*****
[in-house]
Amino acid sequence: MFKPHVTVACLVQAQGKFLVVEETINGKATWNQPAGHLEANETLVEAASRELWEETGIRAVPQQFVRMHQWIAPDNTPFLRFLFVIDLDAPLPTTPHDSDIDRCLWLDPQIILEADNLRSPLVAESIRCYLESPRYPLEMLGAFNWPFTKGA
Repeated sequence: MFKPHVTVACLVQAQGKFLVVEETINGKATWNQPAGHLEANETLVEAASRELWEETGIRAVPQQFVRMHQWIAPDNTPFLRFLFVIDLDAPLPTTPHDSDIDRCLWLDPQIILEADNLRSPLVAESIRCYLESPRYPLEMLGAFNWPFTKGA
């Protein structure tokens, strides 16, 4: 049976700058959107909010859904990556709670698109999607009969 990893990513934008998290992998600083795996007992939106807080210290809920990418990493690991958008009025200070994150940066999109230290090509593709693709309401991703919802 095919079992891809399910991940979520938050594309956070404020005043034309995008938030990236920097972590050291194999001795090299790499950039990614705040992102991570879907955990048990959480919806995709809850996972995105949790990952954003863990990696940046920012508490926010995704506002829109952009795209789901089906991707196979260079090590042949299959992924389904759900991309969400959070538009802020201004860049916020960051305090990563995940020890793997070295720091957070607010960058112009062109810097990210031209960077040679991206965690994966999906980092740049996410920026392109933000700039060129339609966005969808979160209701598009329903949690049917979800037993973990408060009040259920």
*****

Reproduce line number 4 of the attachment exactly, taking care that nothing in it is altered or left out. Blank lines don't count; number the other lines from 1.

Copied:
């Protein structure tokens, strides 16, 4: 049976700058959107909010859904990556709670698109999607009969 990893990513934008998290992998600083795996007992939106807080210290809920990418990493690991958008009025200070994150940066999109230290090509593709693709309401991703919802 095919079992891809399910991940979520938050594309956070404020005043034309995008938030990236920097972590050291194999001795090299790499950039990614705040992102991570879907955990048990959480919806995709809850996972995105949790990952954003863990990696940046920012508490926010995704506002829109952009795209789901089906991707196979260079090590042949299959992924389904759900991309969400959070538009802020201004860049916020960051305090990563995940020890793997070295720091957070607010960058112009062109810097990210031209960077040679991206965690994966999906980092740049996410920026392109933000700039060129339609966005969808979160209701598009329903949690049917979800037993973990408060009040259920």